WebRTC secret to remote field support success

Smart glasses, broadband internet, and better phone cameras all play a role, but the rise of webRTC protocols takes center stage in the story.
8 December 2022

Eyes on the problem: digital tools are transforming the ability of subject matter experts to deliver remote support. Image credit: Shutterstock.

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If you’ve ever wondered about smart glasses – for example, where Google went wrong or how businesses use the technology today – it’s worth looking up the events of 2018. This was a breakthrough year for WebRTC protocols, a game-changing set of standards that allows real-time video and voice chat to take place inside web pages. WebRTC’s capabilities had already been popular for a while, featuring in apps such as Google Hangouts and Facebook Messenger. But when Apple added support to its Safari browser, the appeal of WebRTC protocols became universal.

This caught the attention of Rama Sreenivasan – CEO and co-founder of US tech firm, Blitzz. As a researcher at MIT, Sreenivasan had spent time carefully growing organic, thin-film sensors for medical applications. But the deposition equipment was sensitive and had a habit of breaking down. And waiting for busy field service engineers, who had to make their way through traffic, felt like a long route to solving the problem.

Instead, if the equipment technicians could see what he could see in the lab and instruct him on how to make repairs, the whole process could take place remotely. To Sreenivasan’s engineering mind, it was a no-brainer and inspired him to co-found Blitzz – providing support centers and inspection firms with the technology to offer their expertise and carry out their jobs remotely. But to make it viable as a business, he knew that the customer experience would have to be seamless.

Given the use cases, potential clients would inevitably be in scenarios where something had broken and anxious to find a solution. “You can’t force people, who are already frustrated, to download an app,” Sreenivasan told TechHQ. And thanks to the now universal browser compatibility of WebRTC protocols, they wouldn’t have to.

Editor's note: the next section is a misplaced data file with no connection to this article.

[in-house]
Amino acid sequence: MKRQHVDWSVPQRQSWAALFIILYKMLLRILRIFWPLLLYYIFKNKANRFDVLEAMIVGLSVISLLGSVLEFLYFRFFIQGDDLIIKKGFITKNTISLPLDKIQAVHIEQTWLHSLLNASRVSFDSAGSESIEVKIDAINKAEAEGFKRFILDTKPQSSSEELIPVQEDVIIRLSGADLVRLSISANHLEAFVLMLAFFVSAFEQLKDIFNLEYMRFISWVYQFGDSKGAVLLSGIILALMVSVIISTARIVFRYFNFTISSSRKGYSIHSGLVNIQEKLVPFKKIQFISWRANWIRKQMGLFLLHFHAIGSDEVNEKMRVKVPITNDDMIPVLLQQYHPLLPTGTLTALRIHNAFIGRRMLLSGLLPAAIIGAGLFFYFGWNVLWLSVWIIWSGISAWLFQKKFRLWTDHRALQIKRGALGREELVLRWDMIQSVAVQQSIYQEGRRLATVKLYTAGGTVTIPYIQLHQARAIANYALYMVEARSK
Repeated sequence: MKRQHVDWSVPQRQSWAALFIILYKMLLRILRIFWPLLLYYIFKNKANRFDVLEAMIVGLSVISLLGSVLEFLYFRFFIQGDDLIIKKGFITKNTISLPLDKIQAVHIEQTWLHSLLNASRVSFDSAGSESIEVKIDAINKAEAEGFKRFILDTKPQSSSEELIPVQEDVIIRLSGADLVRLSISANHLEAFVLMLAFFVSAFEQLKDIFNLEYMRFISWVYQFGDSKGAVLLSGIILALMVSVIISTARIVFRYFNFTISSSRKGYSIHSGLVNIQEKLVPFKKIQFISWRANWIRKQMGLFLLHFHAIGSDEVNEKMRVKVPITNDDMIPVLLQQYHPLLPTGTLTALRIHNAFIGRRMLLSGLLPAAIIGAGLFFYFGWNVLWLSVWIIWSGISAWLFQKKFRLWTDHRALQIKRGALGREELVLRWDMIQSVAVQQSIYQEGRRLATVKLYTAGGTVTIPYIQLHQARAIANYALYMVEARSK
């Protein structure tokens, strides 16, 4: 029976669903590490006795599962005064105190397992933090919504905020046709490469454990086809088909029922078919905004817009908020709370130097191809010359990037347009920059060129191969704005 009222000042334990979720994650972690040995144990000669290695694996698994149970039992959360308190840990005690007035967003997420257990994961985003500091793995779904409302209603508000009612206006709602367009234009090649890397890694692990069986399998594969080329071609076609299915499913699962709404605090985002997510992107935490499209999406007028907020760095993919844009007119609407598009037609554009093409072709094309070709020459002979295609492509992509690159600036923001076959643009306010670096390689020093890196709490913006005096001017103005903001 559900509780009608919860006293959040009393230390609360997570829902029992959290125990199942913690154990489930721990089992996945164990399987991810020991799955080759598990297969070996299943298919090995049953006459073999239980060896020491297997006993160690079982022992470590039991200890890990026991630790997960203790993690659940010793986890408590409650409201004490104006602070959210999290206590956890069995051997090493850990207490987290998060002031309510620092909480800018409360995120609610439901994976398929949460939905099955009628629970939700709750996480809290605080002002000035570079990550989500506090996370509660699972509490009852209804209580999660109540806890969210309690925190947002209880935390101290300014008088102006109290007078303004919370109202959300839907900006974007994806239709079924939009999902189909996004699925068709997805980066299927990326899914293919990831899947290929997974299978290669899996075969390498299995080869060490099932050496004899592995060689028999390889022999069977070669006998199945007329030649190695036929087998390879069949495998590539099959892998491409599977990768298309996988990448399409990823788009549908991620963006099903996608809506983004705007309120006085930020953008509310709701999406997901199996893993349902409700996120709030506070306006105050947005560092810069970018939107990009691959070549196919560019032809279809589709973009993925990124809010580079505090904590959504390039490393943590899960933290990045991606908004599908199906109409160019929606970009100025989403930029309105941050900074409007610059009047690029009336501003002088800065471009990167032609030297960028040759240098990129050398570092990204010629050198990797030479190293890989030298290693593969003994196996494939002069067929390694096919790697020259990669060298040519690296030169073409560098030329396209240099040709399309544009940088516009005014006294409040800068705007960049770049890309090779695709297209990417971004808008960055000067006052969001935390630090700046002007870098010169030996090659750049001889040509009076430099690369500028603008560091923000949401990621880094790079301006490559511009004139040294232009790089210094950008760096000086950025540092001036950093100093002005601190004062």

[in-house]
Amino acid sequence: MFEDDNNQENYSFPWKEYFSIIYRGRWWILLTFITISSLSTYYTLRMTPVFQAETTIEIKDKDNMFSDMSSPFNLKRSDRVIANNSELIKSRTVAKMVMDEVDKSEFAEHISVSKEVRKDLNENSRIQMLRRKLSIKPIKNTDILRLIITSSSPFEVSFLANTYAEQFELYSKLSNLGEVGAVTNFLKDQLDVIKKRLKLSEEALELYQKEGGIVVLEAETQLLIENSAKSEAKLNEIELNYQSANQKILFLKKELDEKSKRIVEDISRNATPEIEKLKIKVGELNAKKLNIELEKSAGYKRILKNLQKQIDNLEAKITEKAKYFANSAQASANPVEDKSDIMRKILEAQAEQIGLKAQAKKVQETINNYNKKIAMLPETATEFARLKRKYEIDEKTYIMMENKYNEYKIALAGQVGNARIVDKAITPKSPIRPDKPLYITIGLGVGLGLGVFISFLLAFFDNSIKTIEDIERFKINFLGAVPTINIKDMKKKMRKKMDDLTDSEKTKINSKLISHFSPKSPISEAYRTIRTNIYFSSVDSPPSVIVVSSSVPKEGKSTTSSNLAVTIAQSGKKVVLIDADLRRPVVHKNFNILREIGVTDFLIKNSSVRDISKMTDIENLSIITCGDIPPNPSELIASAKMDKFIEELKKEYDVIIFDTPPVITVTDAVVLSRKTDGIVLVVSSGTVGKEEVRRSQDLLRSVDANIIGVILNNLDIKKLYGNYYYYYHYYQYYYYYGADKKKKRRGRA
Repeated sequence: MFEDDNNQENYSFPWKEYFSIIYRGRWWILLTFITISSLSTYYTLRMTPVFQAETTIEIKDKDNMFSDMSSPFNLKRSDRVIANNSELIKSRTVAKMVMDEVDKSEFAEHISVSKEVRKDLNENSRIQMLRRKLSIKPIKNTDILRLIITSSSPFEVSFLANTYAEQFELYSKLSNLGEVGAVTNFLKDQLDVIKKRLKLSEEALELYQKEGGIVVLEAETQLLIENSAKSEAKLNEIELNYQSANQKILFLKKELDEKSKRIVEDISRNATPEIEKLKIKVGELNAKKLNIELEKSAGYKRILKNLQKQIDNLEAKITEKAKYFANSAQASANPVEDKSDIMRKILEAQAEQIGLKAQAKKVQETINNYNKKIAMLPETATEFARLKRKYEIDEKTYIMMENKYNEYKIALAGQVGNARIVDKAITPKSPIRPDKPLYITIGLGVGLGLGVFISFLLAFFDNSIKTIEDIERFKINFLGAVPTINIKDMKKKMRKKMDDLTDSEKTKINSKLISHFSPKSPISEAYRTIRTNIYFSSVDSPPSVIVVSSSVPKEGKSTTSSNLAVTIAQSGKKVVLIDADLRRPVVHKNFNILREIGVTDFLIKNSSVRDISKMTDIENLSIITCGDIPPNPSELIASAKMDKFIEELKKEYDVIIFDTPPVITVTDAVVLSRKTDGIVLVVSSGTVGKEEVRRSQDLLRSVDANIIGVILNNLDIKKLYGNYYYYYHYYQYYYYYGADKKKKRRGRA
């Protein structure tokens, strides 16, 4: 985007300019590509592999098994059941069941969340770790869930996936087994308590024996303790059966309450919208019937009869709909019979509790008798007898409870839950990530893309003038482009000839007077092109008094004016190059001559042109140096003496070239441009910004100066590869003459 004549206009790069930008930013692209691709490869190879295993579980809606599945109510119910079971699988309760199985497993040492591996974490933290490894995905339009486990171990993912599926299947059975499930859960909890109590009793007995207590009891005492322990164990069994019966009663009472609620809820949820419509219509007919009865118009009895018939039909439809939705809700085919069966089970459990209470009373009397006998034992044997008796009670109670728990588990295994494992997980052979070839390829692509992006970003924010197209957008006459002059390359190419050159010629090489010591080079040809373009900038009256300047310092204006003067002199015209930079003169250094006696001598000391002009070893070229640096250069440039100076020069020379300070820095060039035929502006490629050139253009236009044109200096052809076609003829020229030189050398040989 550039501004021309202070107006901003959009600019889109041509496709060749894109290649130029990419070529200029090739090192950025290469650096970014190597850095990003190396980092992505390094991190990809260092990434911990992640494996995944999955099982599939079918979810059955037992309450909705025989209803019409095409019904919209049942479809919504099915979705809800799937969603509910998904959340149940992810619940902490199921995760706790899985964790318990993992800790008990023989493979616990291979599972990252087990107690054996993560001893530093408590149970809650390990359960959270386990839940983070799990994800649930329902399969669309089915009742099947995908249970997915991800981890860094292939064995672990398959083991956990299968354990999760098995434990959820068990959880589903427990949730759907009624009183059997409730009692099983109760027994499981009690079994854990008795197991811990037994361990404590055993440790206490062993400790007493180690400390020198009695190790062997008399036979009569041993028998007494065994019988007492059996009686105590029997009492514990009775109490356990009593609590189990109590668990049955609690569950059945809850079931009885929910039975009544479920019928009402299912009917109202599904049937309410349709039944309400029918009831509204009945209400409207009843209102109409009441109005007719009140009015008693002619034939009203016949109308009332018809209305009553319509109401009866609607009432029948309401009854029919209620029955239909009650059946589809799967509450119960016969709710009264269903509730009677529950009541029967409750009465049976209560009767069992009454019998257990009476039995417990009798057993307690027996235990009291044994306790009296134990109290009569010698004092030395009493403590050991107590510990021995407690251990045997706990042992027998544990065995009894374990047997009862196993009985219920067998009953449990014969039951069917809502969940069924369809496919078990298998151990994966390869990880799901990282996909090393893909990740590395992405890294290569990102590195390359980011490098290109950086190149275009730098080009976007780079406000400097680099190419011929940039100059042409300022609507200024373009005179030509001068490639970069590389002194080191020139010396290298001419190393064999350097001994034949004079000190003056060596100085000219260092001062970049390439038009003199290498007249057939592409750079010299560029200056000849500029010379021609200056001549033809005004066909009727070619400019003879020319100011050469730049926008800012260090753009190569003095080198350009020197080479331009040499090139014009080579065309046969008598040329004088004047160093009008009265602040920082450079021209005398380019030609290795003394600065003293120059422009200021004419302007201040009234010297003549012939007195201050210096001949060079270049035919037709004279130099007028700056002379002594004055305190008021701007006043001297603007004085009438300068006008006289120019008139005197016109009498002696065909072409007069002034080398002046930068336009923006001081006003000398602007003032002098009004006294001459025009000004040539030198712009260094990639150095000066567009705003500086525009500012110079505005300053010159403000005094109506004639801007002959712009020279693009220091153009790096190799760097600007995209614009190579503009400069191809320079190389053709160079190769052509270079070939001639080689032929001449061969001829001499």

One-click support

Today, Blitzz’s digital tools connect support teams with their customers in one click. Clients receive a text message that links straight through to the firm’s secure video platform, where – just as Sreenivasan had envisioned – technicians and other support staff can solve customer issues remotely. And while the contribution of WebRTC protocols is key, there are other technology developments that came together to make the remote experience a success.

Improvements in phone cameras made it possible to capture sufficient detail and zoom in on customer issues. The growth of broadband internet and advances in mobile bandwidth played a role too. “Visual information is very data heavy,” Sreenivasan points out. Being able to put everything together – the technology and the customer experience – unlocks tremendous value. Sreenivasan estimates that digital field support tools can solve 80 to 90% of problems remotely. And that adds up to a lot of savings.

In the telecoms sector, to give just one example, firms can save hundreds of thousands of dollars every month and eliminate thousands of site visits. And today – when companies are reporting not just on their financial performance, but also considering their impact on the planet – reducing truck rolls reduces the emissions that go with them.

Gathering visual data helps in other ways. The information can be reused for training and makes it easier for staff to share their experiences. In support centers, remote service platforms allow reps to resolve tickets faster. Blitzz’s systems leverage AI tools such as image recognition to quickly identify useful product data such as serial numbers. And this makes it easy to pull up other relevant information such as repair manuals and engineering notes.

Talent on tap

For central support teams that are already talking to customers over the phone, upgrading to a video platform to enable remote field service operations isn’t a big leap. Onboarding is straightforward and reps can be quickly up and running with new capabilities such as labeling key features on-screen. For example, to assist a customer on troubleshooting a broadband router, a service engineer could digitally point to the connections that need to be made and in what order.

Even when engineers do need to make a trip to a client’s site, having a remote service platform can still make a difference. It allows more experienced staff to share their thoughts with the technician on site – for example, if an issue turns out to be trickier than expected. Sreenivasan adds that this opens the door for firms to retain senior team members, who may want to reduce their hours, but retain a wealth of problem-solving knowledge.

Digital platforms make it easy for companies to keep talent in the loop as consultants. There are tech upgrades that make a difference too, which brings us to smart glasses. Field service applications are proving to be a big hit with smart glasses, at least where there’s a clear need for the technology. The big win is hands-free operation, and again subject matter experts back at base can annotate the digital view seen by the field service technician.

Without a doubt, technology – supported by capable protocols and applications – is bringing with it a new age of remote troubleshooting and inspection opportunities. Google may have been ahead of its time with smart glasses, but designs by makers such as NuEyes, Realwear, and others show that the technology does have merits and is popular for key business applications.